Considering A “Mini” Tummy Tuck?
In part 1 of our 3 part blog series on tummy tuck surgery, Dr. John P. Zimmermann described how the abdominoplasty procedure can be tailored to meet the needs of a wide variety of patients. In this second installment of the series, our Napa Valley plastic surgeon will compare the classic tummy tuck to the “mini” procedure.
Some of my patients at the Aesthetic Surgery Center of Napa Valley come into their initial tummy tuck (abdominoplasty) consultation wondering about limited or “mini” tummy tucks. Although they have become somewhat popular on the Internet, in reality, not many patients are truly good candidates for this procedure.
During a mini tummy tuck, liposuction is first utilized to diminish the volume of fat in the layer between the skin and the underlying muscle of the abdominal wall. Doing so alters and diminishes the blood supply to the overlying skin that comes through the muscle and through the fat. One then cannot extensively elevate the skin and residual fat off of that muscle layer, or the skin and fat will not survive. Thus, if a patient requires a significant amount of skin to be removed, a longer incision is necessary, and liposuction of the abdominal fat is much more conservative.
The second facet of a mini tuck is a short incision, extending not far beyond the extent of the pubic hair. Obviously, again, a patient with a lot of skin requires a longer incision to remove that skin.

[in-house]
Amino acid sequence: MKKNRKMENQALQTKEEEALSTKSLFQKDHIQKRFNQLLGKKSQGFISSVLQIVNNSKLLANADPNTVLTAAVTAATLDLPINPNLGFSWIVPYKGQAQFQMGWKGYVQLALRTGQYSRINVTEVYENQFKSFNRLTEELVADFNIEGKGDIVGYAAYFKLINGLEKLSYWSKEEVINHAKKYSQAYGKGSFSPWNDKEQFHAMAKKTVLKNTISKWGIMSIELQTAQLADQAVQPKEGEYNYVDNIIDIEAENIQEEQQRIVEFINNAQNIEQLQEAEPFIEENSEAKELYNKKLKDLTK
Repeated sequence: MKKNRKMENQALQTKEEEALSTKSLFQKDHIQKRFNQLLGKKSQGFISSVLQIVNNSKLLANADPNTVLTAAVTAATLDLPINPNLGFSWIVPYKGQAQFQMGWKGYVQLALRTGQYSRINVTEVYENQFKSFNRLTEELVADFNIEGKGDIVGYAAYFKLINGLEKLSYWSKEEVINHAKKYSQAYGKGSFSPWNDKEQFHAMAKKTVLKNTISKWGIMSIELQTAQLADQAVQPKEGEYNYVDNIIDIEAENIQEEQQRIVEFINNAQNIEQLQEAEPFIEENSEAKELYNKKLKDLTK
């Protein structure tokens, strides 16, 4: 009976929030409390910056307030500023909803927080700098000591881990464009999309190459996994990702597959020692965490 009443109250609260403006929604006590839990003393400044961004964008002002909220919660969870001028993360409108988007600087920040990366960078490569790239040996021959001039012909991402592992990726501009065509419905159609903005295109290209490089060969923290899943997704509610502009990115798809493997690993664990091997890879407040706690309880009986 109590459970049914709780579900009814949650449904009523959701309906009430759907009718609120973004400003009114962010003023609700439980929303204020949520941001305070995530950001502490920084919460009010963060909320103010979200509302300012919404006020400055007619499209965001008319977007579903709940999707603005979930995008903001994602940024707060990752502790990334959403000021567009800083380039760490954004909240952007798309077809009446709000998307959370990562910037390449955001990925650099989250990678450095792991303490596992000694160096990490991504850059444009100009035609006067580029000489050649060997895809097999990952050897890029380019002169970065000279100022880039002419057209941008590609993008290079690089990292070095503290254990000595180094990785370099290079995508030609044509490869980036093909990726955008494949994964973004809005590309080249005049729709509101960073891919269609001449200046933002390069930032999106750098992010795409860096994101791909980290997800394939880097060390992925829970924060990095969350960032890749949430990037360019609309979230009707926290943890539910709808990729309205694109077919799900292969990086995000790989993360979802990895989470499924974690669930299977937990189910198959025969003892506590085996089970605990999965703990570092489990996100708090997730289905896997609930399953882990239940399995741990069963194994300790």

The third facet of a mini tummy tuck is tightening the deep connective tissue (“fascia”) that supports the muscles. This cannot be done as extensively as with a classic abdominoplasty, usually only from the navel downwards.
Ideal candidates for this procedure are men and women who have a minimal amount of excess skin, only a moderate amount (or less) of abdominal wall fat, and mild laxity of the abdominal wall muscles, especially from the navel downwards. Patients with a lot of excess skin and severe laxity of the muscles are better treated with the classic approach in order to maximize their aesthetic outcome.
At my Plastic Surgery practice, I have had patients who are of average weight, in good health, and who have never been pregnant, yet require a full abdominoplasty. Similarly, I have seen patients who have had five or six children, but only require a mini tummy tuck. This difference may be genetic in origin.
Since each patient has a unique body structure and individual cosmetic concerns, what is required to achieve the look they desire is very case specific. There are no standard rules of practice that can be applied to each and every patient that walks through the door. A detailed and lengthy conversation is always necessary to ensure that my patients and I have the same goals and expectations going into any surgical procedure.
For some of my patients, I recommend combining the abdominal procedure with liposuction to really enhance the natural contours of the body. Breast reduction, breast implants, or breast augmentation are also often combined with a tummy tuck for a more complete body rejuvenation.
In the coming weeks, return to our blog for the final installment of our 3 part series on tummy tucks. Dr. Zimmermann will explore advances made toward the tummy tuck recovery process that have dramatically improved patient comfort and mobility in the days after the procedure.
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To learn more about how a tummy tuck can help you achieve a tighter, more toned, and flatter stomach, please contact our office today.